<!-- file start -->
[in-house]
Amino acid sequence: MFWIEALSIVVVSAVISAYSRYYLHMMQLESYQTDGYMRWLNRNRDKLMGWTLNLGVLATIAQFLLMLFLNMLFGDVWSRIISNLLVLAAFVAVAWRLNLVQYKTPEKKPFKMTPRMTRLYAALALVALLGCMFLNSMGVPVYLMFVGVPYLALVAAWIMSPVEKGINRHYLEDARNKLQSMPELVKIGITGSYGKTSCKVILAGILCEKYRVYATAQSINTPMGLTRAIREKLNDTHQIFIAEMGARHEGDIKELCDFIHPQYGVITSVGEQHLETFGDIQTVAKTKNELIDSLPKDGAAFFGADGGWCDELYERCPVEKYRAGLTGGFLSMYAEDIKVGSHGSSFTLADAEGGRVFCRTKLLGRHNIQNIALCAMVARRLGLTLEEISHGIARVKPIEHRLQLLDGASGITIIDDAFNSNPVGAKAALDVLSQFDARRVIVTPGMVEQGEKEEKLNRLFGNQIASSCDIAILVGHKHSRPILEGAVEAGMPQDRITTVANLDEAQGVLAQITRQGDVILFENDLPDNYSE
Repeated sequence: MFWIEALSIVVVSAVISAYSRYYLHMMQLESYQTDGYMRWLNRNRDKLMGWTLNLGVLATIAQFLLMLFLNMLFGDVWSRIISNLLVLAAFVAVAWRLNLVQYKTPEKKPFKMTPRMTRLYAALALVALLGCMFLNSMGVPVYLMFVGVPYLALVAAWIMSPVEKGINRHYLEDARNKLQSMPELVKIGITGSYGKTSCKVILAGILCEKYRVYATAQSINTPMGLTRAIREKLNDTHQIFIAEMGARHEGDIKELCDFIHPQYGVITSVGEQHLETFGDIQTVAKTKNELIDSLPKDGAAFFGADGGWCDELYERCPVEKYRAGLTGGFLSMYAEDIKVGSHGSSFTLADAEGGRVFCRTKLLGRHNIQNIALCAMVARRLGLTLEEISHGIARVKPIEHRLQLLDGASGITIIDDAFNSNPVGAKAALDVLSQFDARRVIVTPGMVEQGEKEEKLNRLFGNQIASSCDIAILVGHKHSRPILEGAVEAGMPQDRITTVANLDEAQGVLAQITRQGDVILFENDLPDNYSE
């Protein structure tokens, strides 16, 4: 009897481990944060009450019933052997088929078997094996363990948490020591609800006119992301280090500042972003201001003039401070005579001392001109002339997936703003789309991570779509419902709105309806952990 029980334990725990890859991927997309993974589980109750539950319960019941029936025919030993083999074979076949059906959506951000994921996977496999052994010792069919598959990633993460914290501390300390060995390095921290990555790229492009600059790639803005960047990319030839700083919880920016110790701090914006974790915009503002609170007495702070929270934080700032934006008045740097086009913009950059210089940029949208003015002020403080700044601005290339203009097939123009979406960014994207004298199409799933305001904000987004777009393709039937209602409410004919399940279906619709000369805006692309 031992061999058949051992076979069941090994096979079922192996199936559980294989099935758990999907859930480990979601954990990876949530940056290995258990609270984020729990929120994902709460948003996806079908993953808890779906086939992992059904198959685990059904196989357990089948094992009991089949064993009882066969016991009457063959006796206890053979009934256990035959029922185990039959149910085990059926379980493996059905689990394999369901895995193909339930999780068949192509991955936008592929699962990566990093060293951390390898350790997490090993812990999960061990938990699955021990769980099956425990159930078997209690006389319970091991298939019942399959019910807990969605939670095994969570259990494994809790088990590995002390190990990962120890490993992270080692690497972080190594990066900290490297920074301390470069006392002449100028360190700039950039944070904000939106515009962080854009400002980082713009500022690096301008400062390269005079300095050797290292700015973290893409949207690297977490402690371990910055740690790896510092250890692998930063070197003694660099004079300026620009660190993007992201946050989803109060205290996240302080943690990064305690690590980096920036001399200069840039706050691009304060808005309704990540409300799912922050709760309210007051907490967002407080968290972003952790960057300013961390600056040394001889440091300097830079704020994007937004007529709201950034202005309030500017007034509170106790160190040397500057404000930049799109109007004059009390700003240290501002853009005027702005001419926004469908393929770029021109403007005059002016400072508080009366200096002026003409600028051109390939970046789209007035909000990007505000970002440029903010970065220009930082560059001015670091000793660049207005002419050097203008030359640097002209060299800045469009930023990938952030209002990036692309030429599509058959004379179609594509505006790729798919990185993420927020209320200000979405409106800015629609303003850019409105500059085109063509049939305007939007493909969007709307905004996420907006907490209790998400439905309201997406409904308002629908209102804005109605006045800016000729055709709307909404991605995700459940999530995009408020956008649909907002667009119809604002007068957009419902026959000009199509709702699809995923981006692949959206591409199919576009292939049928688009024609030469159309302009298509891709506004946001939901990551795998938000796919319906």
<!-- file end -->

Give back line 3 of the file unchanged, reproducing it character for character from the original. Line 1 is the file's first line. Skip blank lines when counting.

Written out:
Repeated sequence: MFWIEALSIVVVSAVISAYSRYYLHMMQLESYQTDGYMRWLNRNRDKLMGWTLNLGVLATIAQFLLMLFLNMLFGDVWSRIISNLLVLAAFVAVAWRLNLVQYKTPEKKPFKMTPRMTRLYAALALVALLGCMFLNSMGVPVYLMFVGVPYLALVAAWIMSPVEKGINRHYLEDARNKLQSMPELVKIGITGSYGKTSCKVILAGILCEKYRVYATAQSINTPMGLTRAIREKLNDTHQIFIAEMGARHEGDIKELCDFIHPQYGVITSVGEQHLETFGDIQTVAKTKNELIDSLPKDGAAFFGADGGWCDELYERCPVEKYRAGLTGGFLSMYAEDIKVGSHGSSFTLADAEGGRVFCRTKLLGRHNIQNIALCAMVARRLGLTLEEISHGIARVKPIEHRLQLLDGASGITIIDDAFNSNPVGAKAALDVLSQFDARRVIVTPGMVEQGEKEEKLNRLFGNQIASSCDIAILVGHKHSRPILEGAVEAGMPQDRITTVANLDEAQGVLAQITRQGDVILFENDLPDNYSE